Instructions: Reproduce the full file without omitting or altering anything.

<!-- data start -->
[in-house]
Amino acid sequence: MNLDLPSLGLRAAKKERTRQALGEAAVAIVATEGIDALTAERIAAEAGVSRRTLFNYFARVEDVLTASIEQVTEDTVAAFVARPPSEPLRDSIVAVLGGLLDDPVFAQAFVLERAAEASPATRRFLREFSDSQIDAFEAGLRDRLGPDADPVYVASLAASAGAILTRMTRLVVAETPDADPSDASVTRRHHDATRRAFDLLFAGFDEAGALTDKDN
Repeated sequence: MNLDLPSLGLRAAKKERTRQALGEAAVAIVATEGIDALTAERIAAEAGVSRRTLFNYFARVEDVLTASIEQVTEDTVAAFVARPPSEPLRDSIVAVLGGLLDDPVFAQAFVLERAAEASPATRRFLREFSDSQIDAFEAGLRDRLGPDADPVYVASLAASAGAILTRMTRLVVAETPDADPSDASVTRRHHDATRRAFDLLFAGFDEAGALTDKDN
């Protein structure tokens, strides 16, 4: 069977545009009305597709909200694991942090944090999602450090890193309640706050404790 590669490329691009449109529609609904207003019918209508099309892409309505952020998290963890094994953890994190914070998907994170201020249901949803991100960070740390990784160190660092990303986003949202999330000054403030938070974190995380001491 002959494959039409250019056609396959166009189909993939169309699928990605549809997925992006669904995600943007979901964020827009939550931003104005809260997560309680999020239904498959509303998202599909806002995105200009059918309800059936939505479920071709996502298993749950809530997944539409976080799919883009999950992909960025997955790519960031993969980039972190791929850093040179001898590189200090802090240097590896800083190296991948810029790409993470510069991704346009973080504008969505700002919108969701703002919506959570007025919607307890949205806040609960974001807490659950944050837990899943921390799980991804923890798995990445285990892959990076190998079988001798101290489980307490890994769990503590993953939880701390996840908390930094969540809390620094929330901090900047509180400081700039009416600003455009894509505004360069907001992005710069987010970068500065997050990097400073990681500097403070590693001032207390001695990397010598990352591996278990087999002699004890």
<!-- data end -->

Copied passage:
[in-house]
Amino acid sequence: MNLDLPSLGLRAAKKERTRQALGEAAVAIVATEGIDALTAERIAAEAGVSRRTLFNYFARVEDVLTASIEQVTEDTVAAFVARPPSEPLRDSIVAVLGGLLDDPVFAQAFVLERAAEASPATRRFLREFSDSQIDAFEAGLRDRLGPDADPVYVASLAASAGAILTRMTRLVVAETPDADPSDASVTRRHHDATRRAFDLLFAGFDEAGALTDKDN
Repeated sequence: MNLDLPSLGLRAAKKERTRQALGEAAVAIVATEGIDALTAERIAAEAGVSRRTLFNYFARVEDVLTASIEQVTEDTVAAFVARPPSEPLRDSIVAVLGGLLDDPVFAQAFVLERAAEASPATRRFLREFSDSQIDAFEAGLRDRLGPDADPVYVASLAASAGAILTRMTRLVVAETPDADPSDASVTRRHHDATRRAFDLLFAGFDEAGALTDKDN
């Protein structure tokens, strides 16, 4: 069977545009009305597709909200694991942090944090999602450090890193309640706050404790 590669490329691009449109529609609904207003019918209508099309892409309505952020998290963890094994953890994190914070998907994170201020249901949803991100960070740390990784160190660092990303986003949202999330000054403030938070974190995380001491 002959494959039409250019056609396959166009189909993939169309699928990605549809997925992006669904995600943007979901964020827009939550931003104005809260997560309680999020239904498959509303998202599909806002995105200009059918309800059936939505479920071709996502298993749950809530997944539409976080799919883009999950992909960025997955790519960031993969980039972190791929850093040179001898590189200090802090240097590896800083190296991948810029790409993470510069991704346009973080504008969505700002919108969701703002919506959570007025919607307890949205806040609960974001807490659950944050837990899943921390799980991804923890798995990445285990892959990076190998079988001798101290489980307490890994769990503590993953939880701390996840908390930094969540809390620094929330901090900047509180400081700039009416600003455009894509505004360069907001992005710069987010970068500065997050990097400073990681500097403070590693001032207390001695990397010598990352591996278990087999002699004890």